The South: Introduction

William H. Isbell, Helaine I Silverman

Research output: Chapter in Book/Report/Conference proceedingChapter


The contributions to this section on The South represent four key areas of current interest and research intensity. There is a truly extraordinary amount of fieldwork being conducted in the Titicaca Basin on both the Peruvian and Bolivian sides of the lake and its culturally affiliated areas in far south coastal Peru and neighboring Chile (e.g., Uribe and Agüero 2002; Goldstein 2003, 2005; Williams and Nash 2002). There is also a resurgence of interest in Wari now that Ayacucho is again safe for fieldwork (e.g., Cook and Glowacki 2003; Isbell 2004c; Isbell and Cook 2002; Isbell and Knobloch this volume; Leoni this volume; Ochatoma and Cabrera 2002; Perez 2002). Nasca culture of the south coast of Peru, one of the first of the ancient Peruvian civilizations to be identified by late 19th and early 20th century archaeologists (see, e.g., Uhle 1914), has seen consistent attention since the mid-1980s, although in the form of small projects (e.g., Carmichael 1988; Massey 1986; Proulx 1999; Reindel and Isla 2001, this volume; Schreiber 1999; Schreiber and Lancho Rojas 2003; Silverman 1993, 2002; Vaughn 2004) that nevertheless have achieved important breakthroughs and a new synthesis (Silverman and Proulx 2002). Arguably, Inca archaeology offers the greatest interpretive opportunities because of the huge areal extent of this empire, generally good preservation of its sites, and availability of ethnohistorical source material (see, e.g., Bray 2003a, b; Bauer 1992, 1998, 2004; Bauer and Stanish 2001; D'Altroy 1992, 2002; Kaulicke et al. 2002; Malpass 1993).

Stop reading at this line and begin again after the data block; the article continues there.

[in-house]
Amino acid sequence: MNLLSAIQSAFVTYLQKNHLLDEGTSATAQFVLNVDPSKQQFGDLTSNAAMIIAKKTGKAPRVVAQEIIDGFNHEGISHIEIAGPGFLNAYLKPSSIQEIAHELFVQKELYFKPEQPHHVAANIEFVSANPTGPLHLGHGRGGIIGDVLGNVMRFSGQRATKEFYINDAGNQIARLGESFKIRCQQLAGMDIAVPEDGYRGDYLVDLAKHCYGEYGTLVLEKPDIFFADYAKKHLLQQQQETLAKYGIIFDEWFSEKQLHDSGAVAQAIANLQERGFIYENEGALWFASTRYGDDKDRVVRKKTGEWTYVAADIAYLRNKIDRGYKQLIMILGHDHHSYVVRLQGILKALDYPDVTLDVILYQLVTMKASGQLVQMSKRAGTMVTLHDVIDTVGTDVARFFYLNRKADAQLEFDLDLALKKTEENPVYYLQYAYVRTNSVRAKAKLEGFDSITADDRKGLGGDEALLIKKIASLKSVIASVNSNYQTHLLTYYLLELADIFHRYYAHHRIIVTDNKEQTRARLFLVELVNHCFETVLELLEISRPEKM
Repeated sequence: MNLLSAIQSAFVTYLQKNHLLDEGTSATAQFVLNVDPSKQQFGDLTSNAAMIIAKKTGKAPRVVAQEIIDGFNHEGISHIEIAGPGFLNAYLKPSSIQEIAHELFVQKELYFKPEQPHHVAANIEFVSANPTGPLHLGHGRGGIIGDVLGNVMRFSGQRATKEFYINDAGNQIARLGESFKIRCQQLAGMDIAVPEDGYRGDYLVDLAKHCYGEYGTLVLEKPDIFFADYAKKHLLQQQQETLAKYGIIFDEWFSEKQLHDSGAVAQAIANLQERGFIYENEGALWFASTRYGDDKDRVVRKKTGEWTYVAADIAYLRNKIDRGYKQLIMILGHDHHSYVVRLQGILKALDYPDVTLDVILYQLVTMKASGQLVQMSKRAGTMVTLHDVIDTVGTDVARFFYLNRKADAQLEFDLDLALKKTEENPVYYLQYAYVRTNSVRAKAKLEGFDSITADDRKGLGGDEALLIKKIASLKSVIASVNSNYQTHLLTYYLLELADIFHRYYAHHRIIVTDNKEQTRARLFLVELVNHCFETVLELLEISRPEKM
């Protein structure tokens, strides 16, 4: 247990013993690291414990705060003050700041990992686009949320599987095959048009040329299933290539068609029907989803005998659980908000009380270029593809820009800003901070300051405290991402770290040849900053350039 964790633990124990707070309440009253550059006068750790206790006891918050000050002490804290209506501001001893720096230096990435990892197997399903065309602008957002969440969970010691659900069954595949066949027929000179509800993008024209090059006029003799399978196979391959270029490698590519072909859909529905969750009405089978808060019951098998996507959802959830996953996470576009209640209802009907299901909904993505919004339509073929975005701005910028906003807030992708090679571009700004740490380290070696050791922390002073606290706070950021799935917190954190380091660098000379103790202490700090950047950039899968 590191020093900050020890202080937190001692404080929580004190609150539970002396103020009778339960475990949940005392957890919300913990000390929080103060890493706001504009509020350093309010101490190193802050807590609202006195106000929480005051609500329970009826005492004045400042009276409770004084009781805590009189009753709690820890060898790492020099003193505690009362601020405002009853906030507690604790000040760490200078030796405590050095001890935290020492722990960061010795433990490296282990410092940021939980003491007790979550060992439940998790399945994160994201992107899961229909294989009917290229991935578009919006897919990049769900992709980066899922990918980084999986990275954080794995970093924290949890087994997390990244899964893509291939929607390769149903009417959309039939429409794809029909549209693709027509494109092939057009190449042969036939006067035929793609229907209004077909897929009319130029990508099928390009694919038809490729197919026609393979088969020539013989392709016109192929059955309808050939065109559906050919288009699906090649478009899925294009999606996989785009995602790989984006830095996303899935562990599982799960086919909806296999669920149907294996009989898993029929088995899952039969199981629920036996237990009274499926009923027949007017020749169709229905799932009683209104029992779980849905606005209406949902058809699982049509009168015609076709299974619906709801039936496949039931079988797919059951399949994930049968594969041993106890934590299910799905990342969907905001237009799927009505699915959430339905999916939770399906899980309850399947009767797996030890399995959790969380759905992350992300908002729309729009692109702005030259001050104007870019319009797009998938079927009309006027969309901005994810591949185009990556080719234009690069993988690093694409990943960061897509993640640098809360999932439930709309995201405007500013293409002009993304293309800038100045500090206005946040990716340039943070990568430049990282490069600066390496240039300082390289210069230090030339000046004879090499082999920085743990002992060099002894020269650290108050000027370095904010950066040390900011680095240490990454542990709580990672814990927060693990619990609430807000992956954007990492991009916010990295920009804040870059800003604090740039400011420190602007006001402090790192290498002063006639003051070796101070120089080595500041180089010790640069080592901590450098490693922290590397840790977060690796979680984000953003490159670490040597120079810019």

Original languageEnglish (US)
Title of host publicationAndean Archaeology III
Subtitle of host publicationNorth and South
EditorsWilliam H Isbell, Helaine Silverman
Number of pages11
ISBN (Print)0387289399, 9780387289397
StatePublished - 2006

ASJC Scopus subject areas

  • General Social Sciences
  • General Arts and Humanities


Dive into the research topics of 'The South: Introduction'. Together they form a unique fingerprint.

Cite this